Philadelphia has walked its way – literally -- on to another top ten list. A recent report shows the city ranks sixth among the country’s 52 largest cities for the share of commuters who travel to work on foot.
"Philly, like a lot of cities on the East Coast, have some good bones since the city was built at a time when walking was the primary mode of transportation," said Jeffrey Miller, president of the Washington-based Alliance for Biking and Walking, which released its biennial Benchmarking report in late April.
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In Philly, 8.8 percent of commuters walk to work, putting the city ahead of the national average of 2.8 percent, but well behind top-ranked Boston, which has 15.0 percent of its commuters heading to the office by foot.
The numbers come as no surprise to the Mayor’s office, which has been working for at least five years to encourage Philadelphians to improve their health by walking.
"We are a great city to take short trips in because we have lots of jobs, services and residences all within two miles of each other,” said Andrew Stober, spokeman for the Mayor’s Office of Transportation and Utilities.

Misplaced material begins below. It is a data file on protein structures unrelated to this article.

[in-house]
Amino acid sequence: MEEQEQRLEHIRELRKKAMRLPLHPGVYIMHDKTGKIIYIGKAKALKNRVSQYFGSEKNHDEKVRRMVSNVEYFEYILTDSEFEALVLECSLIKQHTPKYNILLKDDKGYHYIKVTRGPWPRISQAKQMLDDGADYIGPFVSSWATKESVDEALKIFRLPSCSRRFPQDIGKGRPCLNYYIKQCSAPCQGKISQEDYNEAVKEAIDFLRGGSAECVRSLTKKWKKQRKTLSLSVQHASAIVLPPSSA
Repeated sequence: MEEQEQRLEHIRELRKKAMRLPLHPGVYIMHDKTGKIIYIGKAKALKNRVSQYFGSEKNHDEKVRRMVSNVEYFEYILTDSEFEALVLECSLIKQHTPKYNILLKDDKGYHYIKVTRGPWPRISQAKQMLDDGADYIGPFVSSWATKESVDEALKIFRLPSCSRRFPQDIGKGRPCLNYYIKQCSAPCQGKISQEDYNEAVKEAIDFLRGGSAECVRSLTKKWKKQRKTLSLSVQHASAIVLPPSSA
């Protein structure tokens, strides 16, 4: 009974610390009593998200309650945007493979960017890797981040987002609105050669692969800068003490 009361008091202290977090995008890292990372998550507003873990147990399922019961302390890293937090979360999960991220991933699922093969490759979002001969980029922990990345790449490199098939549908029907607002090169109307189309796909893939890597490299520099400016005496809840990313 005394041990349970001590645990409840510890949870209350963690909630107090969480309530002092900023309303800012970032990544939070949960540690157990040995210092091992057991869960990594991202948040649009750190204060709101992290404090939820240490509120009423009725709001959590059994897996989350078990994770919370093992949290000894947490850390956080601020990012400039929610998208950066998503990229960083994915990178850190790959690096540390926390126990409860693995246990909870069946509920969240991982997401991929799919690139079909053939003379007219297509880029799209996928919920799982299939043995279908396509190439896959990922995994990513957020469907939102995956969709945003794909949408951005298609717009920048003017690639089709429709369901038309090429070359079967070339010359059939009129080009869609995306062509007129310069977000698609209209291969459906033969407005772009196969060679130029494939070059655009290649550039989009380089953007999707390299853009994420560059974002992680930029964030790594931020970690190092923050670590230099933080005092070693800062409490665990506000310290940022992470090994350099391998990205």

Both Stober and Miller say the figures likely underestimate the true number of pedestrians hitting the streets since the report used data that only tracked the mode of transportation to work.
"Trips to work only account for 20 percent of the trips people take each day," Stober explained. "Think of all the people who travel by other means to Center City who then use their feet for other trips throughout the day.”
Even though the city is doing better than the average, Miller says even more can be done to get more workers to walk.
"There are some really good pieces to the network that Philadelphia has in place," Miller said. "So the biggest bang for the buck is closing some of the gaps and making sure some other neighborhoods do connect to downtown and the financial districts.”
City officials do not have any campaigns planned to persuade more commuters to walk to work, but new efforts to better pedestrian safety will likely spur others to stretch their legs, Stober said.
"We are taking what is called a complete streets approach to all our projects," he said. "Every project is not just evaluated on its impact on cars, but also its impact on pedestrians."
Rounding out the list of the top five cities with the highest share of commuters who walk to work are Washington, New York City, San Francisco and Honolulu.